½ x (HEAD LENGTH + TAIL LENGTH) x (GIRTH) ^ 2 / 16

Step 10: Simplifying The Volume Of a Fish

Since we know that (HEAD LENGTH) + (TAIL LENGTH) = FISH LENGTH we can simplify this further to:

½ x (FISH LENGTH) x (GIRTH) ^ 2 / 16

And finally one more simplification gives us:

(FISH LENGTH) x (GIRTH)^2)/32

So now we can calculate a pretty good guess for the volume of our fish from our simple blocky fish. 

To calculate the fish weight all we need now is a good approximation of the density of our fish. 

We can do this by estimating how many 1 inch chunks of fish we need to make 1lb of fish.

From averaging lots of actual fish, a reasonable starting estimate to use is that 25 1-inch actual chunks of fish weigh about 1 lb.

Step 11: Calculating Weight From Volume?

So we now want to figure out the weight by the following:

FISH WEIGHT = FISH VOLUME * 1/25

Step 12: The Final Formula For Weight

Substituting in our existing formula to be used for FISH VOLUME gives us:

FISH WEIGHT = (FISH LENGTH) x (GIRTH)^2)/32 * 1/25

Which can be simplified to:

FISH WEIGHT = (FISH LENGTH) x (GIRTH)^2)/(32 * 25)

Or….

FISH WEIGHT = (FISH LENGTH) x (GIRTH)^2)/800

TADAAA! Now we have our famous formula to estimate the weight of a fish, based on its length and its girth.

But the measuring doesn’t end quite yet… There is another part of the fish weight calculator to be discussed. 

If you look at various species of fish you will notice that their shape and the weight of their meat is different. 

It means when measuring other types of fish, different values should be used to get to the estimated value.

Making Adjustments

For example, let’s compare this Tuna with this Bass. 

If we overlay our idealized blocky fish over the actual fish we can see that while for the Bass it’s a reasonably good approximation.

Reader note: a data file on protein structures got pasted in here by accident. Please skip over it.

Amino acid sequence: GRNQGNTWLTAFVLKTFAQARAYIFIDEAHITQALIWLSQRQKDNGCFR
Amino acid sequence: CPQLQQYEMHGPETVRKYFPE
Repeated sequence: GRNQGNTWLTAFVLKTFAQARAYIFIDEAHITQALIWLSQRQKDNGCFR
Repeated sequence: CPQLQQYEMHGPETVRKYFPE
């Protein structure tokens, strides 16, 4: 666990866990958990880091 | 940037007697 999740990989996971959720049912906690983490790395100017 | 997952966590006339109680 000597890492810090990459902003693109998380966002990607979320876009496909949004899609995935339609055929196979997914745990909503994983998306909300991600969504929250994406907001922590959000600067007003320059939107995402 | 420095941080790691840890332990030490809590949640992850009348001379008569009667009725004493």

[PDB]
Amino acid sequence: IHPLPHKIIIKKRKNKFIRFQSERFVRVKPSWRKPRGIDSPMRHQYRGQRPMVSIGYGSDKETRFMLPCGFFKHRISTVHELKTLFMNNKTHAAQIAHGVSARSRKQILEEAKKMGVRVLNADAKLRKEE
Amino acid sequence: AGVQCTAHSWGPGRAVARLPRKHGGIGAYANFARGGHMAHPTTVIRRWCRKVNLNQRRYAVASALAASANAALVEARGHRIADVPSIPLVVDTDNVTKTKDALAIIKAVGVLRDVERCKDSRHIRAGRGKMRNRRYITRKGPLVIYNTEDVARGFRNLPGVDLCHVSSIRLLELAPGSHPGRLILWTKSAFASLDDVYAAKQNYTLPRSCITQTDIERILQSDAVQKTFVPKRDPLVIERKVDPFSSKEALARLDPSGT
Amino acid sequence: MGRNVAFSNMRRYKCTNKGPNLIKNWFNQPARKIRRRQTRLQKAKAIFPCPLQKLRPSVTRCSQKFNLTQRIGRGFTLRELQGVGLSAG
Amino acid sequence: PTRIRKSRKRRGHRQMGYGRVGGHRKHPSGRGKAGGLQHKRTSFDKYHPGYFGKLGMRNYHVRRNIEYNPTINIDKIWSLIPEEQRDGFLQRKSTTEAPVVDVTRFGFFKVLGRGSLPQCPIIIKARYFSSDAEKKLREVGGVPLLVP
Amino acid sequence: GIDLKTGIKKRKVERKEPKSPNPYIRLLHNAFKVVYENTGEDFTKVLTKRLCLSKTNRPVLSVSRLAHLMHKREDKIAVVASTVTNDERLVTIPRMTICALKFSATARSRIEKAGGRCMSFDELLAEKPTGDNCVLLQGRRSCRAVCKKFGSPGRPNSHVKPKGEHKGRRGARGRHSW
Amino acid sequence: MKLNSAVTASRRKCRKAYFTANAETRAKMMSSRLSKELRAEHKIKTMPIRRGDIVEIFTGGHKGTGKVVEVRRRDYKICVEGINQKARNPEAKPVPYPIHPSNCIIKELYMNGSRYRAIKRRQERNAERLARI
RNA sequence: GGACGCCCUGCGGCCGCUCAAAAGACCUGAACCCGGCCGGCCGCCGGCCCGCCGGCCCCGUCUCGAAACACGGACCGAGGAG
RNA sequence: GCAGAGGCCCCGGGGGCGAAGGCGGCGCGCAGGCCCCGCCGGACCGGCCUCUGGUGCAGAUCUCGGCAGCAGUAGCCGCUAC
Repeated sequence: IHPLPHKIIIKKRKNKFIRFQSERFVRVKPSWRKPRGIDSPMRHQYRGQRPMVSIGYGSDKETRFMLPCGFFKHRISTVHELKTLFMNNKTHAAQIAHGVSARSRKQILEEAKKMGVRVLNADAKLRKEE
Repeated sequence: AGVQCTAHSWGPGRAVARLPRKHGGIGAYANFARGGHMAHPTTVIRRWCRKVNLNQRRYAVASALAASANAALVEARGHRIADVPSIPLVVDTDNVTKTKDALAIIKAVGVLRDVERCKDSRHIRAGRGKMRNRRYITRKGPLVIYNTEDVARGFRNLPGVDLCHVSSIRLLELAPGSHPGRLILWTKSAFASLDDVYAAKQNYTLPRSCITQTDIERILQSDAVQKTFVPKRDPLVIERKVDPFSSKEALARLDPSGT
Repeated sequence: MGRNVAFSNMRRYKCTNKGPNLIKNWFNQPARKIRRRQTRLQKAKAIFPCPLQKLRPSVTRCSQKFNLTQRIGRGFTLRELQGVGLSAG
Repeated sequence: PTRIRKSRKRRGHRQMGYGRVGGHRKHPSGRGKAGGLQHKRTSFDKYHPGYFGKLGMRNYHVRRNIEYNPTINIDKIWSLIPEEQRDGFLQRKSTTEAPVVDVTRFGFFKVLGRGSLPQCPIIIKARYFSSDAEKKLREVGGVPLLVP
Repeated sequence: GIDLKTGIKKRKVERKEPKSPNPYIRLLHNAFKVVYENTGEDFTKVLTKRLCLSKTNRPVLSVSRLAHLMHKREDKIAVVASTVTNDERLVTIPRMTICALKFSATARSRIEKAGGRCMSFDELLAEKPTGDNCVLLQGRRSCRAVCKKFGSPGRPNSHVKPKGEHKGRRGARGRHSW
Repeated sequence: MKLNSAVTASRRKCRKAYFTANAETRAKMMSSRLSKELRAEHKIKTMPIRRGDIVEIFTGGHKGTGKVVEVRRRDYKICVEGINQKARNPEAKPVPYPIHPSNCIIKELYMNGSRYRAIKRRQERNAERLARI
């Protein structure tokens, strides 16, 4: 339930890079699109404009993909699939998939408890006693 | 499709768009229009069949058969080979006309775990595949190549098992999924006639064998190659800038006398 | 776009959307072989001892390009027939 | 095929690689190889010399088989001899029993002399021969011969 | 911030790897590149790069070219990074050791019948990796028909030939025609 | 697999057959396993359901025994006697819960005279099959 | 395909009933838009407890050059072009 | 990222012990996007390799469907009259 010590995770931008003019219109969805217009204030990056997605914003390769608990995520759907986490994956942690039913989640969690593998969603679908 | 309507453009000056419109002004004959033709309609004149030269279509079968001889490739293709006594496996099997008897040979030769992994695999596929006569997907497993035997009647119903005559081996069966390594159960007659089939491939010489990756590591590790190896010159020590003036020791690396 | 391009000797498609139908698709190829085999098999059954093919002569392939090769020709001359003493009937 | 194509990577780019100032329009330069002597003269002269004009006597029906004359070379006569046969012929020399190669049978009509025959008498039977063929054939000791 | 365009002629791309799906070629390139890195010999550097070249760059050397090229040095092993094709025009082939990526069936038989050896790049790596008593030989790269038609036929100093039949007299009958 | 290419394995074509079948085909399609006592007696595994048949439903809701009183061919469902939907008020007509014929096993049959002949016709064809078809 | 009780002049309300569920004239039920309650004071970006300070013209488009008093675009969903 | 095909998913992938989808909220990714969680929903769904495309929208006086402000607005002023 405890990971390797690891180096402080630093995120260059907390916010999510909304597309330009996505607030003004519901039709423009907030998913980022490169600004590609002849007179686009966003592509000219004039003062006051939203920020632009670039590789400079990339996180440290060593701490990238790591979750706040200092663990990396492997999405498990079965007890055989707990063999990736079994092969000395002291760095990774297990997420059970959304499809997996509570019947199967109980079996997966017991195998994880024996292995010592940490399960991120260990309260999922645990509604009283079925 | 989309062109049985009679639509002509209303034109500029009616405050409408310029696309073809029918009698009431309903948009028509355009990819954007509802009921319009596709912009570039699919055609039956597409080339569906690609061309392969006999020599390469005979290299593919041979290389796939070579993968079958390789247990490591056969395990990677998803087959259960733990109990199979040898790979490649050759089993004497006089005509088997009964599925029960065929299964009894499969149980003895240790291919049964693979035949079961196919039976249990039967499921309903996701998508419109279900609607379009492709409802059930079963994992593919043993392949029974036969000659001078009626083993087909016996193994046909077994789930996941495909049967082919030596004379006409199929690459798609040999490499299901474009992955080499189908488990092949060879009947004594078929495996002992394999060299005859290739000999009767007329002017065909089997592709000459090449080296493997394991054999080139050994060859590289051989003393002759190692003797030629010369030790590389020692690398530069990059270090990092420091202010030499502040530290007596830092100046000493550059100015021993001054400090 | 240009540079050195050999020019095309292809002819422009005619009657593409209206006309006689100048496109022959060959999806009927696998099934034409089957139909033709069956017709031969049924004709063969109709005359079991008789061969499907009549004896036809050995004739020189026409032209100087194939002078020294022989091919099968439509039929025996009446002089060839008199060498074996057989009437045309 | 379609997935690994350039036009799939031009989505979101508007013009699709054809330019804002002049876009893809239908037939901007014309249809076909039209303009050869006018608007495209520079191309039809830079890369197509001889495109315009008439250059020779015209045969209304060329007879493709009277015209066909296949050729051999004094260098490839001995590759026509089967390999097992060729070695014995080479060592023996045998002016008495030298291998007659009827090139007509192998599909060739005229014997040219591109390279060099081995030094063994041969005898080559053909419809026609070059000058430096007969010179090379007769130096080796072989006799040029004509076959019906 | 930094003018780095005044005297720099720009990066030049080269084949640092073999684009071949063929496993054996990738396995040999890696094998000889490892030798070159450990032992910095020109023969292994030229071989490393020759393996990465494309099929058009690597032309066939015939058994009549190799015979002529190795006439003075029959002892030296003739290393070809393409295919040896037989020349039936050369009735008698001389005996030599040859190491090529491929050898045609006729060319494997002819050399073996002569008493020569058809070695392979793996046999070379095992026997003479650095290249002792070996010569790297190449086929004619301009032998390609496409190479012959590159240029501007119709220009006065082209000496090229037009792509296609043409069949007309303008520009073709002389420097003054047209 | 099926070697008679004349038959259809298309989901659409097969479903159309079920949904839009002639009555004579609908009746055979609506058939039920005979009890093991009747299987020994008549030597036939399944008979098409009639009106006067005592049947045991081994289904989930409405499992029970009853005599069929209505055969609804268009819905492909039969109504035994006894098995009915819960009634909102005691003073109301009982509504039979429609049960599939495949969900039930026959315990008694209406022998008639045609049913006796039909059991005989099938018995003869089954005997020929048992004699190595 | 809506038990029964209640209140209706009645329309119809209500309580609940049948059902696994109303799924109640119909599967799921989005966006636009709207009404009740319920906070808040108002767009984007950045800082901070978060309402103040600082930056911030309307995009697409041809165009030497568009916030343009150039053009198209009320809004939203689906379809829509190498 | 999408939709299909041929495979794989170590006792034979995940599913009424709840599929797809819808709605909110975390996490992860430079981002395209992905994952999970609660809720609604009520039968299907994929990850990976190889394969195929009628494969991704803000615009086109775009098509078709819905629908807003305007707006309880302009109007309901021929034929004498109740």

It doesn’t look like an accurate shape for the Tuna. We can’t stick with one shape. It will affect the estimate if we don’t make proper adjustments.

Tuna Fish With Model Outline Overlay

Tuna Fish With Model Outline Overlay
Bass Fish With Model Outline Overlay

Bass Fish With Model Outline Overlay
This is where tweaking our magic number helps. We just calculated our magic number as 800, this magic number is usually called the weight shape factor. 
 
We can actually tweak this number based on the fish species we are approximating to give a better estimate for that fish. 

Here’s a list of the fish/shape factors we use for a bunch of common species. 
 

When measuring fish, you can even use these weight shape factors to get an estimate for other fish that have similar shapes to the ones in the list below:

  • Trout – 900
  • Steelhead – 900
  • Mackerel – 900
  • Snook – 900
  • Redfish – 900
  • Bonefish – 900
  • Salmon – 800

  • Bass – 800
  • Walleye – 3500
  • Pike – 2700
  • Gar – 2700
  • Muskie – 2700
  • Sunfish – 1200
  • Bluegill – 1200

When you calculate, you can even come up with your own magic shape/weight factors by measuring and weighing your catch with scales and tweaking the numbers in the formula until it spits out the correct results. 

That’s one feature that the fish weight calculator menu above doesn’t have. 

Once you know your way around these values, using different measurements and getting the right estimate will be way easier.

Wrapping up

So there you have it, the process behind the fish weight calculator, We’ve successfully created our fish weight formula from our two simple measurements. 

We’ve also got a better idea of what the magic number is and how adjusting it affects the measurements. 

Try playing around with the formulas above and get a feel for how it works. 

Grab some measurements of your next catch and compare the fish weight calculator output to the actual weight. 

To make it more accurate, you can try to work out your own magic number that better matches the type of fish you caught. 

You can even make your own fish weight calculator that is suited to your needs.